Posts Tagged ‘writing tips’

January 30, 2014 8:22 am

A Step by Step Guide to Great Writing

Writing, just like any other art, is learned. But remember, as Ernest Hemingway once said, “It’s none of their business that you have to learn to write. Let them think you were born that way!”

Let’s take a look this step by step guide to great writing and essential tips for mastering the art of great writing.

Writing tipsAlways have a pen and a paper

This may seem obvious, but you never know when creativity will strike. If you always keep a pen and paper handy you will be able to capture every one of those creative ideas, each and every time!

Set deadlines and targets

If you set a target and a deadline you are more likely to motivate yourself to get writing and keep writing. Set a target of something like 10 pages per day, or sitting down to write for four hours a day with one 30 minute break.

Brainstorm

Think about what you want to write. Then write as many short points from the ideas you have generated. This is called pre-writing. If you do this before you start writing then you do not have to have breaks to think of ideas during the writing process.

Write rough drafts

A necessary evil of writing is creating a rough draft and going back over your work. To write a rough draft, take the points you generated out of brainstorming session and join them together.

Edit your work

Edit your work. Not only will you catch grammatical errors, but you’ll also be able to filter what’s important to your work from what’s not, and delete any unnecessary words, sentences, and paragraphs.

Proofreading

Proofreading has become easier than ever. You could use a proofreading software or just an individual proofreader with a good understanding of language. If you can’t afford to pay someone to proofread then try asking your friends or family. It is best to get someone other than yourself to proofread your work because you have seen it before and can miss a lot of the mistakes.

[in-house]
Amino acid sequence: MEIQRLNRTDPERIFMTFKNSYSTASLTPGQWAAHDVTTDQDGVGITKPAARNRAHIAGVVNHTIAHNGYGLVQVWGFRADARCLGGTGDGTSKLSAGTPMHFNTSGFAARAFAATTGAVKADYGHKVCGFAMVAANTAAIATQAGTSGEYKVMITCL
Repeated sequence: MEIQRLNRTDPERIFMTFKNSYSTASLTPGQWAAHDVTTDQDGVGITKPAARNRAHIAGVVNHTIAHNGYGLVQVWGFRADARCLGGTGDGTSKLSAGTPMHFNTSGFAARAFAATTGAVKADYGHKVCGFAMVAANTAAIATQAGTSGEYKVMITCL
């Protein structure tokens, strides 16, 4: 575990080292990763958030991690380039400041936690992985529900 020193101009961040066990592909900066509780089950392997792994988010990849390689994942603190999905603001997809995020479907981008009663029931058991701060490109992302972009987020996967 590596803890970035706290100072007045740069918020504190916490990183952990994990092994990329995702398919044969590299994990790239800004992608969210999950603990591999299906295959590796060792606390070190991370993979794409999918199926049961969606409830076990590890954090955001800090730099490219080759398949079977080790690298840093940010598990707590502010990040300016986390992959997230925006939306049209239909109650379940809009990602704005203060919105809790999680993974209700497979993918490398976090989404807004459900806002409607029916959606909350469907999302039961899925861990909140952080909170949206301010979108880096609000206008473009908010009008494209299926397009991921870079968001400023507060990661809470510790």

Get an expert’s view

Let an expert in your field of study read it after editing. This could be your tutor or someone else you know, like a classmate.

Audience-test your work

You don’t always need an expert to read your work. Let people you know – friends, relatives, or the public – give you some constructive criticism. Listen to what they have to say about your work and decide if their points are valid. Remember, you don’t have to accept all criticism. You decide. After all, it is your work!

Student help and writing guides brought to you by Jacob Jennings.

 

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Writing fiction is all about asking yourself: What if?

“What if” is a great place to start if you’re stuck for ideas. Ask yourself questions that allow you to imagine life differently – your story or novel should be the answer to those questions. Now that I’ve told you this, you’ll start to notice the phrase “what if” on the backs of most novels, especially science fiction or speculative fiction.

Asking “what if” is a great exercise to practice when you’re people-watching, or riding public transit for long periods of time. For example: What if the passenger across from me suddenly jumped out the window? Or: What if I walked into work and everyone had disappeared? All of a sudden, you’ve got the start of a really interesting short story! (This is why it’s so important to keep a notepad handy at all times!)

For fun, I just walked over to my bookshelf and picked out a few classics to give you some examples of how the greats have asked “what if”? Try this yourself, and share what you find in a comment below!

1. 1984, George OrwellWhen writing fiction, ask yourself "What if"?

What if the government policed everything, including our thoughts?